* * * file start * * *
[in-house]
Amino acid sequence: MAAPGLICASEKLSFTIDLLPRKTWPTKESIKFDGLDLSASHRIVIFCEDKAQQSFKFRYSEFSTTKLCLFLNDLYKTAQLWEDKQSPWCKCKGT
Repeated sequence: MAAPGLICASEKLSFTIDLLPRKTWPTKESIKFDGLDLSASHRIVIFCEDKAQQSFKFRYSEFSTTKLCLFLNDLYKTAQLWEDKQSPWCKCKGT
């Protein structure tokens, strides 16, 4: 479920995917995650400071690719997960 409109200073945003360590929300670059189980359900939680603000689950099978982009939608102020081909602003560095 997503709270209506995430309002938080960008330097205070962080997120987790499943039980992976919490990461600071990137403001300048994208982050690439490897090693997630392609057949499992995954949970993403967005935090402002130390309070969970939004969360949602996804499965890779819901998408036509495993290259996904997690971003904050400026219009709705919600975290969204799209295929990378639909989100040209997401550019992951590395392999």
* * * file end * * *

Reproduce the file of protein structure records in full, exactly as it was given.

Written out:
[in-house]
Amino acid sequence: MAAPGLICASEKLSFTIDLLPRKTWPTKESIKFDGLDLSASHRIVIFCEDKAQQSFKFRYSEFSTTKLCLFLNDLYKTAQLWEDKQSPWCKCKGT
Repeated sequence: MAAPGLICASEKLSFTIDLLPRKTWPTKESIKFDGLDLSASHRIVIFCEDKAQQSFKFRYSEFSTTKLCLFLNDLYKTAQLWEDKQSPWCKCKGT
């Protein structure tokens, strides 16, 4: 479920995917995650400071690719997960 409109200073945003360590929300670059189980359900939680603000689950099978982009939608102020081909602003560095 997503709270209506995430309002938080960008330097205070962080997120987790499943039980992976919490990461600071990137403001300048994208982050690439490897090693997630392609057949499992995954949970993403967005935090402002130390309070969970939004969360949602996804499965890779819901998408036509495993290259996904997690971003904050400026219009709705919600975290969204799209295929990378639909989100040209997401550019992951590395392999």